Ready-to-serve spinach in a bag is one of the most versatile ingredients to have in your fridge or freezer. Here, the food legend and Stephanie Alexander Kitchen Garden Foundation founder shares her top tips on how to use it, fresh or frozen, in everything from salads and stews to fritters.
These bite-sized fritters are the perfect snack or light meal. Packed with flavour, they're a great way to use up any leafy greens in the fridge. Find the recipe here.
In lunch boxes pack the spinach on its own in a small lidded container. Make your salad using slices of ham, hard-boiled eggs, cucumber sticks, cherry tomatoes, celery and a small handful of nuts or seeds. Add a container of dressing: for me it would be extra virgin olive oil, a squeeze of lemon and some seasoning.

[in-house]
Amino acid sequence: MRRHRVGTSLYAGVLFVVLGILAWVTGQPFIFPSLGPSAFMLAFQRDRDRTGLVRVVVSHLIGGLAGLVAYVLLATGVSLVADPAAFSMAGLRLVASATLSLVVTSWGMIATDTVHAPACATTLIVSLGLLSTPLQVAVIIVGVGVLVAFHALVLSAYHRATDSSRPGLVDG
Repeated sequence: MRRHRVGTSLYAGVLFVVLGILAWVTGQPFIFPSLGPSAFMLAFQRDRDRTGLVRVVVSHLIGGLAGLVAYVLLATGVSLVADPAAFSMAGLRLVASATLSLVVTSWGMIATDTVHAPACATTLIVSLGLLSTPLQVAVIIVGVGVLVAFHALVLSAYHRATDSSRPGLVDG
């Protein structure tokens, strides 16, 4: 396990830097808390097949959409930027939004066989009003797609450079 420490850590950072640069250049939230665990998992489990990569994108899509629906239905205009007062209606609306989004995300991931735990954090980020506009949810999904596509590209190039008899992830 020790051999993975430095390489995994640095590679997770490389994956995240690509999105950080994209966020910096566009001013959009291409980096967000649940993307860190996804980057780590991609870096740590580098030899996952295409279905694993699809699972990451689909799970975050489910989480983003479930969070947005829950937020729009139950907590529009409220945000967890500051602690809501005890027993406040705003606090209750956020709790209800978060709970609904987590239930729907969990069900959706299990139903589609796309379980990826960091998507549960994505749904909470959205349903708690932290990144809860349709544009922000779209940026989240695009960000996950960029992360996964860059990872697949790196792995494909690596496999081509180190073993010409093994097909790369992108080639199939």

Bring a large pot of water to the boil and plunge in the spinach leaves. Give them a good swirl with a wooden spoon. Allow to return to the boil and boil for a minute. Tip into a colander and drain, then refresh at once with cold water. Squeeze the spinach well to remove the water (I like to give it a firm squeeze in a tea towel).
Each handful should be slipped into a container and frozen quickly. Once frozen, the spinach blocks can be stored in a lidded container. Then it’s easy to drop a spinach ice block into a stew or curry, or into a pan with a sauteed onion to start a simple pasta sauce, or a pie filling.
Thaw a few of your spinach ice blocks, saute with a clove of garlic and a spoonful of olive oil and mix with grated fetta cheese and some grated lemon zest. Season and use as a quick filling for filo pastry triangles or to spread on a soft wrap.
Gently saute 2-3 chopped cloves of garlic in a generous quantity of butter (approximately 100g to 350g spinach) and then allow the butter to be absorbed by thawed spinach ice blocks. There is almost no limit to the quantity of butter that spinach will absorb! This buttery puree is a luxurious garnish for a simply grilled lamb cutlet or piece of firm white fish.